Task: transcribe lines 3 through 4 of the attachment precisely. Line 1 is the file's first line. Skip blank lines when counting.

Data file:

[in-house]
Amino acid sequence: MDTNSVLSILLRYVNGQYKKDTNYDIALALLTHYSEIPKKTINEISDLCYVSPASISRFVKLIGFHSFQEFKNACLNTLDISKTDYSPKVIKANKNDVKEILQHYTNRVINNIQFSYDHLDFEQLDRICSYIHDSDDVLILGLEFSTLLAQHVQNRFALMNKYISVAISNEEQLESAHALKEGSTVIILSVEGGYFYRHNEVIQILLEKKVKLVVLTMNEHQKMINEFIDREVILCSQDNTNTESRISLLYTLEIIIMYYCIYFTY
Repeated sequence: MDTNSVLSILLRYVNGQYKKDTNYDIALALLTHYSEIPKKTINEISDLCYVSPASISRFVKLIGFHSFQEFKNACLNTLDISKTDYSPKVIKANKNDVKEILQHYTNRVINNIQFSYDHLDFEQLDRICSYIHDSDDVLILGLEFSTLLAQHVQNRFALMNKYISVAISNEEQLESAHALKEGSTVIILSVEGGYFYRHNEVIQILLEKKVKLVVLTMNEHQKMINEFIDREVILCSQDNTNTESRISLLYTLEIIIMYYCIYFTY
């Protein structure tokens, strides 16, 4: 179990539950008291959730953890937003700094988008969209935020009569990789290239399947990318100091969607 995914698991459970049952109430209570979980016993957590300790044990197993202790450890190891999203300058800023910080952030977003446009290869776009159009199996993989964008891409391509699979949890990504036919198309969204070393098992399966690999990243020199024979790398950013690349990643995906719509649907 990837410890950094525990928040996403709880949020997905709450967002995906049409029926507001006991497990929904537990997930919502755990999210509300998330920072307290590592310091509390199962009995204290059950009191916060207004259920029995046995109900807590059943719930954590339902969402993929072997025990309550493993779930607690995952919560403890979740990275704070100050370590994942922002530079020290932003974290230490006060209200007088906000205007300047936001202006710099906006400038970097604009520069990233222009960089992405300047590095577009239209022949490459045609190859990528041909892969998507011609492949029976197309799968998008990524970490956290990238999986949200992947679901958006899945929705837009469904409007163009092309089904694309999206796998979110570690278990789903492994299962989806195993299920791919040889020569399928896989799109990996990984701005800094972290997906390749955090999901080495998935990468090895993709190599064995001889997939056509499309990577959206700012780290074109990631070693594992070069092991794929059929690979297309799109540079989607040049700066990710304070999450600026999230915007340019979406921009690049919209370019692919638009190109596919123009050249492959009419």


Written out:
Repeated sequence: MDTNSVLSILLRYVNGQYKKDTNYDIALALLTHYSEIPKKTINEISDLCYVSPASISRFVKLIGFHSFQEFKNACLNTLDISKTDYSPKVIKANKNDVKEILQHYTNRVINNIQFSYDHLDFEQLDRICSYIHDSDDVLILGLEFSTLLAQHVQNRFALMNKYISVAISNEEQLESAHALKEGSTVIILSVEGGYFYRHNEVIQILLEKKVKLVVLTMNEHQKMINEFIDREVILCSQDNTNTESRISLLYTLEIIIMYYCIYFTY
């Protein structure tokens, strides 16, 4: 179990539950008291959730953890937003700094988008969209935020009569990789290239399947990318100091969607 995914698991459970049952109430209570979980016993957590300790044990197993202790450890190891999203300058800023910080952030977003446009290869776009159009199996993989964008891409391509699979949890990504036919198309969204070393098992399966690999990243020199024979790398950013690349990643995906719509649907 990837410890950094525990928040996403709880949020997905709450967002995906049409029926507001006991497990929904537990997930919502755990999210509300998330920072307290590592310091509390199962009995204290059950009191916060207004259920029995046995109900807590059943719930954590339902969402993929072997025990309550493993779930607690995952919560403890979740990275704070100050370590994942922002530079020290932003974290230490006060209200007088906000205007300047936001202006710099906006400038970097604009520069990233222009960089992405300047590095577009239209022949490459045609190859990528041909892969998507011609492949029976197309799968998008990524970490956290990238999986949200992947679901958006899945929705837009469904409007163009092309089904694309999206796998979110570690278990789903492994299962989806195993299920791919040889020569399928896989799109990996990984701005800094972290997906390749955090999901080495998935990468090895993709190599064995001889997939056509499309990577959206700012780290074109990631070693594992070069092991794929059929690979297309799109540079989607040049700066990710304070999450600026999230915007340019979406921009690049919209370019692919638009190109596919123009050249492959009419």